The receipt of a copy of this letter by the Executive Officer is not denied by the petitioner. But he says, firstly, that the letter purported to inform the Executive Officer about making arrangement for a typewriter for the use of the Civil and Sessions Judge and, secondly, that the Executive Officer did not inform him of 'the holding of the meeting of no-confidence on 9th of September, 1966.' The letter clearly speaks about the meeting called on September 9, 1965 to consider the motion of no-confidence against the President; Admittedly the Executive Officer received it in time. I find it difficult to believe the petitioner when he says that the Executive Officer did not inform him of the meeting. The Executive Officer would surely take him in confidence before arranging for a typewriter for the use of the Presiding Officer of the meeting.
It is significant to notice that although the petitioner has taken care to obtain a letter from the Executive Officer regarding the non-receipts of the copy of the meeting, he has not filed any letter or affidavit of the Executive Officer to support his case that the Executive Officer did not inform him of the meeting. The absence of such a letter or affidavit is suggestive of the fact that the Executive Officer is not prepared to support him. Having regard to all the circumstances I think that the Executive Officer had informed him of the copy of the letter of the District Magistrate regarding the typewriter.
7. Shanker Lal Gupta, the respondent No. 7. is member of the Board. He has also filed a counter-affidavit. He has stated that the petitioner came to know of the date, time place and the purpose of the meeting pretty long before the date of the meeting. In support of his version he has filed the affidavits of several members of the Board. These affidavits show that the petitioner had been canvassing amongst the members for voting against the motion since August 25, 1966.
Shanker Lal Gupta has also filed copies of extracts from several newspapers of various dates which were in circulation in Farrukhabad. These newspapers are the Daily Jauhar, Dainik Veer Arjun, National Herald, Gadar and Chattan. The extracts show that the newspapers had been discussing the motion of no-confidence and its prospects from August, 9, to September 8. The petitioner says that as he has got a large medical practice, he had no time to read any one of these papers.
8. I am unable to believe that although there was publicity of the meeting by several officers as directed by the District Magistrateand the newspapers had been discussing the matter since August, 9, the petitioner did not get any information of the date, time, place and purpose of the meeting. Farrukhabad is not a very big town. The no-confidence motion was a burning topic of the day. In his own letter of September 8 to the Secretary to Government Local-self Department. Uttar Pradesh, Lucknow (Annexure '1' to the counter affidavit of Mazhar Hussain Khan), he has complained that when he asked certain members to explain their misconduct, 'they arranged a motion of non-confidence against him'.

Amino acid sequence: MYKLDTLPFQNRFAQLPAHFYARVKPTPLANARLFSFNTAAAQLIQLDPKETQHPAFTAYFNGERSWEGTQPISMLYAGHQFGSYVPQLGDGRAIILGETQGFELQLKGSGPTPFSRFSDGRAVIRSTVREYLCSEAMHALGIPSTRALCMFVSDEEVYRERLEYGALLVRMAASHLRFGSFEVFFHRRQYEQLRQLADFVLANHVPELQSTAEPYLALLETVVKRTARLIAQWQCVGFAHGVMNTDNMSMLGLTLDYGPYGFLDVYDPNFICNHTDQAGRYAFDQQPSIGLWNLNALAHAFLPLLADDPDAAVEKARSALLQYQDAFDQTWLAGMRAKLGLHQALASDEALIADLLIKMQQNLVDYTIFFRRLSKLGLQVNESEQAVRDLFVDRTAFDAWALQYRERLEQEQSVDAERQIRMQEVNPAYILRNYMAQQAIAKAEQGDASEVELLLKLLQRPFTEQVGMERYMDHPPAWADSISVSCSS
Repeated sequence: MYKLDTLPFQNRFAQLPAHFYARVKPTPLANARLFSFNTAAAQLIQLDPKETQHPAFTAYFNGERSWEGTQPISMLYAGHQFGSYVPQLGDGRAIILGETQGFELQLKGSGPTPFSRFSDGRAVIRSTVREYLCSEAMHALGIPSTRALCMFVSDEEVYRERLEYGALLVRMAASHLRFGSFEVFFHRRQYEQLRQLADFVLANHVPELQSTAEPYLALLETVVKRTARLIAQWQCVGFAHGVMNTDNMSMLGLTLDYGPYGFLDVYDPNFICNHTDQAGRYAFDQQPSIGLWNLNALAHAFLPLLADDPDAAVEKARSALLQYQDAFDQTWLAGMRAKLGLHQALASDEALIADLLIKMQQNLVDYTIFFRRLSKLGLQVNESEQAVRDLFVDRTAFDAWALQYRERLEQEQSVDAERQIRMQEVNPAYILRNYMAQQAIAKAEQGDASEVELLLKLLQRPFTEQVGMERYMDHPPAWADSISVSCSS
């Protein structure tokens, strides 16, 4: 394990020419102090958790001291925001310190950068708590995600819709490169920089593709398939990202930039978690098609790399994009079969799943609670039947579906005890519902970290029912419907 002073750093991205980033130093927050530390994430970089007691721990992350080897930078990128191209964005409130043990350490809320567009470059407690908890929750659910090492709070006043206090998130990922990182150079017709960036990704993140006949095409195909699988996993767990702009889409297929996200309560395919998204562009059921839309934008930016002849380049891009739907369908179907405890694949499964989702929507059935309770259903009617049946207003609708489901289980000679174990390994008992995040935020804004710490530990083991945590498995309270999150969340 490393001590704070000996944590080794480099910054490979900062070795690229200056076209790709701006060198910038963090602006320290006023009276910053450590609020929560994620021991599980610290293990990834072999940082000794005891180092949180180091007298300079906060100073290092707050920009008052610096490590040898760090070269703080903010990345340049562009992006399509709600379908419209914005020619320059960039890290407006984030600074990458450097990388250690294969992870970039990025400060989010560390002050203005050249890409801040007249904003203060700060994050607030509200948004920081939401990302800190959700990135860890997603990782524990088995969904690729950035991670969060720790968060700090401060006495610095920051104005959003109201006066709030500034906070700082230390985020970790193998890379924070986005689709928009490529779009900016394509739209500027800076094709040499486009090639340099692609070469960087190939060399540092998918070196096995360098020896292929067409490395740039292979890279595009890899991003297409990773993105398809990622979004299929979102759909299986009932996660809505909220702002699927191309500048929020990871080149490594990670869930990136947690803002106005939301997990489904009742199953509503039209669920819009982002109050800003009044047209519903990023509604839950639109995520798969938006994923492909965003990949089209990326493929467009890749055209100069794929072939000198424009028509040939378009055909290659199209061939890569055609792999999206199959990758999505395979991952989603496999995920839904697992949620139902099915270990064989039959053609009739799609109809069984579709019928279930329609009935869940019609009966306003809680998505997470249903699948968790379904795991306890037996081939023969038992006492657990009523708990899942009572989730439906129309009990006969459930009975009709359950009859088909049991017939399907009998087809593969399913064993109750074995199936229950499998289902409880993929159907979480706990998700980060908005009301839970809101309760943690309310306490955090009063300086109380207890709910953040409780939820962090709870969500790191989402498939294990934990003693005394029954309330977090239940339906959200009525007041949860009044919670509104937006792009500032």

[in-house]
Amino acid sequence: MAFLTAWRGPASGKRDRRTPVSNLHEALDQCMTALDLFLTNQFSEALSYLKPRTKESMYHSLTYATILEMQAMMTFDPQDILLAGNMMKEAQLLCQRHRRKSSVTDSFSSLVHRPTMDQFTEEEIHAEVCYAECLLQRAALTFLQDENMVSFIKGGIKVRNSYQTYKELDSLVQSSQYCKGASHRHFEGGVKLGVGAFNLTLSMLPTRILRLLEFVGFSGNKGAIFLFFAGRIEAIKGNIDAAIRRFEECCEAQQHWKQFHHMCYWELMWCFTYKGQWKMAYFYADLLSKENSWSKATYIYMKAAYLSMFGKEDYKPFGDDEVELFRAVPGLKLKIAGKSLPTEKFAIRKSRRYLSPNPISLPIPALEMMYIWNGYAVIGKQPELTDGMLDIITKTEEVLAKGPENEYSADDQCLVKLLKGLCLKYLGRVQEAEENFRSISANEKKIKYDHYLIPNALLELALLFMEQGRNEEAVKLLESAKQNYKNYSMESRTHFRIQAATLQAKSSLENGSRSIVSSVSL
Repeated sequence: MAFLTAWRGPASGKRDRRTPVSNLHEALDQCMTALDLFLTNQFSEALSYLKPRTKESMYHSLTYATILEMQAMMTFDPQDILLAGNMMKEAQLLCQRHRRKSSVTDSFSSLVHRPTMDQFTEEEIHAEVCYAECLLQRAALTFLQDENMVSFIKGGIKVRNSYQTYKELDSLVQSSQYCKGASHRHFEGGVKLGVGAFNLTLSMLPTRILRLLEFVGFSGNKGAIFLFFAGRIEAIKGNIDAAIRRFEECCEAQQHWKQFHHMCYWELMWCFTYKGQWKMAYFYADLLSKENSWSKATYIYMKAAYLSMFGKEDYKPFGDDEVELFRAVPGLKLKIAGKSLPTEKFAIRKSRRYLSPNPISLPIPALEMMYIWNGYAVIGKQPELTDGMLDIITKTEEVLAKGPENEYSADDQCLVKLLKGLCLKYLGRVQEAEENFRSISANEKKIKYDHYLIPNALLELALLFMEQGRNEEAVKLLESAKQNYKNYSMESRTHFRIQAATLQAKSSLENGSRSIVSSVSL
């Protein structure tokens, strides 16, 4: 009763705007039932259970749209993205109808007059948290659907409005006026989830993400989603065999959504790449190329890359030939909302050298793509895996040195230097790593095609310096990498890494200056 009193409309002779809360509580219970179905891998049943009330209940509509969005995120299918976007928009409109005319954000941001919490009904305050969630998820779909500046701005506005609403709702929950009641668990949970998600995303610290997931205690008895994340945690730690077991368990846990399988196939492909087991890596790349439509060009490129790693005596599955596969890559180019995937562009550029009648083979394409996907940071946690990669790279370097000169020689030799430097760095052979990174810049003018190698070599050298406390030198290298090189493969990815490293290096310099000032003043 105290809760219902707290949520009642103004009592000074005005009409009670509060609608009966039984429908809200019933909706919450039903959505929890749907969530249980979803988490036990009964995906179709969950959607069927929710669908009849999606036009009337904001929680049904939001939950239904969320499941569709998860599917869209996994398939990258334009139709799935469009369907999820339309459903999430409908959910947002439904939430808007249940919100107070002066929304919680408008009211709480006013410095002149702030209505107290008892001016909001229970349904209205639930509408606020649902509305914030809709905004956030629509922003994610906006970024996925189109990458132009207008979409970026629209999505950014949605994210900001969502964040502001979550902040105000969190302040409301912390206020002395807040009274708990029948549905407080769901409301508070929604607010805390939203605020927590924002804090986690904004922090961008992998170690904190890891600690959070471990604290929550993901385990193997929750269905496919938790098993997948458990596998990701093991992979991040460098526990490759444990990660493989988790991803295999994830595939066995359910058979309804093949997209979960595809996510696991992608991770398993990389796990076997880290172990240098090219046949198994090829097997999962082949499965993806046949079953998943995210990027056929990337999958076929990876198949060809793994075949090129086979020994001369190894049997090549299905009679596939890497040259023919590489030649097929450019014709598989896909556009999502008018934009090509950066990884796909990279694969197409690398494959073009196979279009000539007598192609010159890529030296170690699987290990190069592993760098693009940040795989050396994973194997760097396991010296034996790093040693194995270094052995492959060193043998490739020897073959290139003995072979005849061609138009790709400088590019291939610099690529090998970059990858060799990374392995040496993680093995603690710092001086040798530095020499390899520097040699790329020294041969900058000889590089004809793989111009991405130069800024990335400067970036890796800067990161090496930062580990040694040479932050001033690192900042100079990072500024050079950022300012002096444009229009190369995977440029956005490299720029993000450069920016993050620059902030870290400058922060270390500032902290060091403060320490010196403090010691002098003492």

He has requested the Secretary to suspend the members mentioned in his letter. This letter would show that he was aware of the fact that there was hanging over his head the threat of the motion of no-confidence. He says that only some vague rumours about a no-confidence motion had reached him and that he was not aware of the time and place of the meeting. I am not inclined to believe him. It, may also be noticed that his petition was not supported by his own affidavit but by the affidavit of his brother, Gokul Nath SinghSarin. In paragraph 5 of the petition it was stated that when the petitioner received the resolution of no-confidence from the Presiding Officer on September 9, he 'has learnt about the proposed motion of no-confidence against him'. This averment was not properly verified by Gokul Nath Singh Sarin. The verification was that the averment was 'based on my personal knowledge'. As the verification was defective the Court directed that the petitioner should file his own affidavit. An affidavit accordingly was filed by him, but it is significant that his affidavit makes no averment that he was ignorant of the meeting, Again there is no ground to that effect in the petition.
9. Having regard to all the facts and circumstances of the case I have no doubt in my mind that the petitioner had obtained knowledge of the date, time, place and purpose of the meeting shortly after the convening of the meeting by the District Magistrate.
10. There is no dispute between the parties that no notice of the meeting was sent to him I would assume that the meeting was not properly convened, but can he be permitted to question the resolution for want of notice? I am of firm opinion that he should not be permitted to do so.